Jimmy Fallon has clearly come a long way since his bathed-in-sweat premiere hosting "Late Night," which bore a minor resemblance to Albert Brooks in "Broadcast News." Yet watching the boyish-looking comic make his debut on "The Tonight Show" Monday, the prevailing sense is NBC's eagerness to promote him - and elbow Jay Leno toward the exit sign - exhibits a marginal grasp of TV history. Like Conan O'Brien, a more interesting if less accessible talent, Fallon is sure to start well. But one suspects part of Leno's older audience will drift away, leaving behind some familiar questions about sacrificing reach in the name of younger demos.
O'Brien actually put in 17 years of apprenticeship before he officially got his shot at the 11:35 p.m. slot, only to get a classic lesson in being careful what you wish for. Fallon might be the beneficiary initially in having spent less time as Leno's lead-out, offering more people an opportunity to discover him, as it were, in this new setting.
Indeed, Fallon comes across as eager to please almost to a fault, and he treated his "Tonight Show" launch very much like a guy auditioning to be accepted into homes. He even went through a very basic introduction (he's 39; married with a young kid; his parents were in the audience) that didn't feel so much like latenight satire as Katie Couric's first episode of her syndicated daytime show.
Still, the front-loaded premiere (really part of a heavily accessorized week, using the Olympics and big-name guests as a springboard) demonstrated both some of Fallon's strengths as well as his weaknesses.
After the obligatory monologue, the host segued into a couple of bits with serious second-day-viewing potential, including an extended walk-in by more than a dozen luminaries (former "Tonight Show" guest host Joan Rivers among them), and a hip-hop dance routine with Will Smith. That gave way to the night's one real visual flourish - a rooftop performance by U2 that opened up the show in an interesting way while taking advantage of the Manhattan skyline.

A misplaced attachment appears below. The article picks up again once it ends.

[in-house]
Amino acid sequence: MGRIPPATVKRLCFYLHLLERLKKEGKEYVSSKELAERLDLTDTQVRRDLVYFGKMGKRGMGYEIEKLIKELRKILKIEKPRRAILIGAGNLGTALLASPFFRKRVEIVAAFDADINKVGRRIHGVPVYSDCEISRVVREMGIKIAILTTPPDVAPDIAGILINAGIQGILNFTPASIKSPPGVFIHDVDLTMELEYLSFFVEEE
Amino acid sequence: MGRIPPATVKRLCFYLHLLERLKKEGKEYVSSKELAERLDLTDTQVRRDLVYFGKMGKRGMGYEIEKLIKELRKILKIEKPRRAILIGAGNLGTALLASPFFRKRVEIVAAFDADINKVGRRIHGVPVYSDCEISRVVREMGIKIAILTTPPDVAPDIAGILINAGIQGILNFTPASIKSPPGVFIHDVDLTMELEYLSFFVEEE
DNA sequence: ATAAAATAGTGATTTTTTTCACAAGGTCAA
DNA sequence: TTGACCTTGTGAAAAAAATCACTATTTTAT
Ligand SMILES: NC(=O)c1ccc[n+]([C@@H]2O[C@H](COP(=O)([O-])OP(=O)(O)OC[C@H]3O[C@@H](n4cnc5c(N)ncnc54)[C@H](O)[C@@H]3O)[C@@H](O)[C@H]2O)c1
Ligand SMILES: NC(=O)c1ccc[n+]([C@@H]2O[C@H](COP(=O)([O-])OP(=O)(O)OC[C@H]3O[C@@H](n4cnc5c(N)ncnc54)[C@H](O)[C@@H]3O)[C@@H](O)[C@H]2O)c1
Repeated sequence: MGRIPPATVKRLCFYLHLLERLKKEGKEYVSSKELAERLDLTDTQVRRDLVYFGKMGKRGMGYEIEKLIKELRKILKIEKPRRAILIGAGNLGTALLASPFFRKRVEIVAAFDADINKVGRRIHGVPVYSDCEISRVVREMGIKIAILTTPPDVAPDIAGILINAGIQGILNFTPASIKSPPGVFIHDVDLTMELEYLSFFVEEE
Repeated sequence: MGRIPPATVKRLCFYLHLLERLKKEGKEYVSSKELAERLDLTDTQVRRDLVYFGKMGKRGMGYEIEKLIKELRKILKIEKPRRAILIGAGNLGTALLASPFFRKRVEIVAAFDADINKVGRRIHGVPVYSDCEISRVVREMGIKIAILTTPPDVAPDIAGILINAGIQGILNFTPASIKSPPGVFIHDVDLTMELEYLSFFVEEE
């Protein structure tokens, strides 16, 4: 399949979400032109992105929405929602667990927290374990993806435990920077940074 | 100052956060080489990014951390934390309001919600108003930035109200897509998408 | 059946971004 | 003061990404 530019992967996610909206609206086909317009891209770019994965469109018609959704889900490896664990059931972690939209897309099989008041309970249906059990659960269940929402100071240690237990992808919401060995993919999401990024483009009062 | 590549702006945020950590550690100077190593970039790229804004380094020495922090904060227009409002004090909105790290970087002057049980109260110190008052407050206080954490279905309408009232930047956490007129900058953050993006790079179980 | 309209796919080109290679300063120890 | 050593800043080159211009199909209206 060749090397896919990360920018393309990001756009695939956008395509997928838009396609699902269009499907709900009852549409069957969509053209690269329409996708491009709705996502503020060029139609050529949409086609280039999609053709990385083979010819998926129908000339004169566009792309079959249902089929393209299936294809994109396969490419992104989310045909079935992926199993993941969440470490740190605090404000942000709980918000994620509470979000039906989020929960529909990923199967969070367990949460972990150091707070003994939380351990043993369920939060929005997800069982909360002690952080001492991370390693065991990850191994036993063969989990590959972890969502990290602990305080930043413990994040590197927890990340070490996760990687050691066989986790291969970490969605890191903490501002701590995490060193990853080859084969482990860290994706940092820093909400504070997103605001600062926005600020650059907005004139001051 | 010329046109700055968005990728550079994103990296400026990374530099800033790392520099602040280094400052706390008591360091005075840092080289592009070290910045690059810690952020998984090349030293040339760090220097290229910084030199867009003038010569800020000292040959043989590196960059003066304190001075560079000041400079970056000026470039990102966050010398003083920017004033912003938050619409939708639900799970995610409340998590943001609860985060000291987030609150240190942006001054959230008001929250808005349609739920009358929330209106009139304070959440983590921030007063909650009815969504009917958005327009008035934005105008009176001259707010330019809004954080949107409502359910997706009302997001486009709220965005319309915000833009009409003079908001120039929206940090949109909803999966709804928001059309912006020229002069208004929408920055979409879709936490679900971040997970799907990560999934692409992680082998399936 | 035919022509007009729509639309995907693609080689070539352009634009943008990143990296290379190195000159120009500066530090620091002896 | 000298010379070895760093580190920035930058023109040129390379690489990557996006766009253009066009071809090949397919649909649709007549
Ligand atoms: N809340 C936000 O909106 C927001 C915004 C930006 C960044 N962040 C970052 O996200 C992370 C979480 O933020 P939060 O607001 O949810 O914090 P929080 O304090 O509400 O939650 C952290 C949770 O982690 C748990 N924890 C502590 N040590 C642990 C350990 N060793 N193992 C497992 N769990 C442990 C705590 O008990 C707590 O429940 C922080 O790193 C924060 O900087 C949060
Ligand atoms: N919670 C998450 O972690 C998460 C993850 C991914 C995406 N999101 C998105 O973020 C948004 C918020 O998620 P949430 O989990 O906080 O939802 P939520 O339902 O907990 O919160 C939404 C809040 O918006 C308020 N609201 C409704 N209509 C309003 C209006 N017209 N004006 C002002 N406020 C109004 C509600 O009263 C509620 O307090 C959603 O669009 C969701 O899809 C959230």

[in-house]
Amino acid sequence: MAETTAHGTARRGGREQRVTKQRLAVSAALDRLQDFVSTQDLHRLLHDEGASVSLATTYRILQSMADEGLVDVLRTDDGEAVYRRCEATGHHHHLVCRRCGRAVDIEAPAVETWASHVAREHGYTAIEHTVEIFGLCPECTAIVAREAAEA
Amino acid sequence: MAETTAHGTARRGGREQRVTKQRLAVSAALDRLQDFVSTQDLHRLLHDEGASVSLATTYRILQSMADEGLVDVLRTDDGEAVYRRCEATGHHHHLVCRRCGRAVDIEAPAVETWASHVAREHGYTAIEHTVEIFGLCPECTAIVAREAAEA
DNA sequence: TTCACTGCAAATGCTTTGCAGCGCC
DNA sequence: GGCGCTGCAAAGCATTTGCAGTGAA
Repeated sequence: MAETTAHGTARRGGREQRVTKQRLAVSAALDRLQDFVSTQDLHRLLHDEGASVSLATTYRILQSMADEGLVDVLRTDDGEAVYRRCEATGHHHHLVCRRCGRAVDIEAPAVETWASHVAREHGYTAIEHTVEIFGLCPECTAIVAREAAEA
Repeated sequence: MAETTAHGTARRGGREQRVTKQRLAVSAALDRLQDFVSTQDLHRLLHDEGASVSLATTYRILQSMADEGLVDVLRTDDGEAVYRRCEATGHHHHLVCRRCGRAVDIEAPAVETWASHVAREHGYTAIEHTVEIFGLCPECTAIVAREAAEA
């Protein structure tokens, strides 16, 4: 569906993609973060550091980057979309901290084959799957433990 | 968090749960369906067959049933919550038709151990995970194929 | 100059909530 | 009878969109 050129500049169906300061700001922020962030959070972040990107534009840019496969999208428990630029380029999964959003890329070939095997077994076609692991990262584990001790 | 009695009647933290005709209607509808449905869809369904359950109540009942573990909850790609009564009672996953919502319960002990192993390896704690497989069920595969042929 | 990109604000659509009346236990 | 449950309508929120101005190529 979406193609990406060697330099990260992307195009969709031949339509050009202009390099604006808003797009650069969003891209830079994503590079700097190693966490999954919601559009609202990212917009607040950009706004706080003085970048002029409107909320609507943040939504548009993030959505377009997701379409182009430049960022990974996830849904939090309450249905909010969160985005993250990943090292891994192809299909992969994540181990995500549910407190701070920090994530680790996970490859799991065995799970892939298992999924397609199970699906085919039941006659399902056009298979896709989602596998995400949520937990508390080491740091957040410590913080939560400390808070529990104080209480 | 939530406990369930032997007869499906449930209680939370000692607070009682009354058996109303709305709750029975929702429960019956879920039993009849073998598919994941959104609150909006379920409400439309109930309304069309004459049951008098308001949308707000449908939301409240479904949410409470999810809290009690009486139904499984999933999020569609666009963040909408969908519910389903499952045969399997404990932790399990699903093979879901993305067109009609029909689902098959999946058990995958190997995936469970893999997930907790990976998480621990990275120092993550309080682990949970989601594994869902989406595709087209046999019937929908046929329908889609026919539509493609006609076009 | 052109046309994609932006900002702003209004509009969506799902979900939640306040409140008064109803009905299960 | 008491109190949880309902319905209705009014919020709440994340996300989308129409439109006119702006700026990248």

For all his skills as a performer, though, Fallon is still a question mark in terms of his ability to make magic out of nothing at the desk, the place where Johnny Carson and David Letterman thrived - and endured. And frankly, his "Aw shucks, I'm just so happy to be here" posture in Monday's maiden interviews with Smith and U2 got a little tedious even before the night was over.
A subtle clue to the challenges Fallon potentially faces could be found in his opening gag, when Stephen Colbert capped off the parade of stars by saying, "Welcome to 11:30, bitch!"
"The Tonight Show" has a long and storied history, and Fallon might very well be suited to guide it into the digital age, with all the ancillary requirements and possibilities that entails. At the same time, it's pretty clear he has no intention of reinventing the wheel; even the set felt like it could just as easily have been Johnny or Jay behind the desk.
The bottom line is "The Tonight Show's" new steward is seeking to carve out his place in a very crowded field. And as Conan discovered, the marathon doesn't really begin until after the glow from the Olympics has faded.
NBC was going to have to face that baton pass eventually. But given the vagaries of latenight succession -- and Leno's role as a once and future king -- it's hard to see being in any hurry to start a new race.
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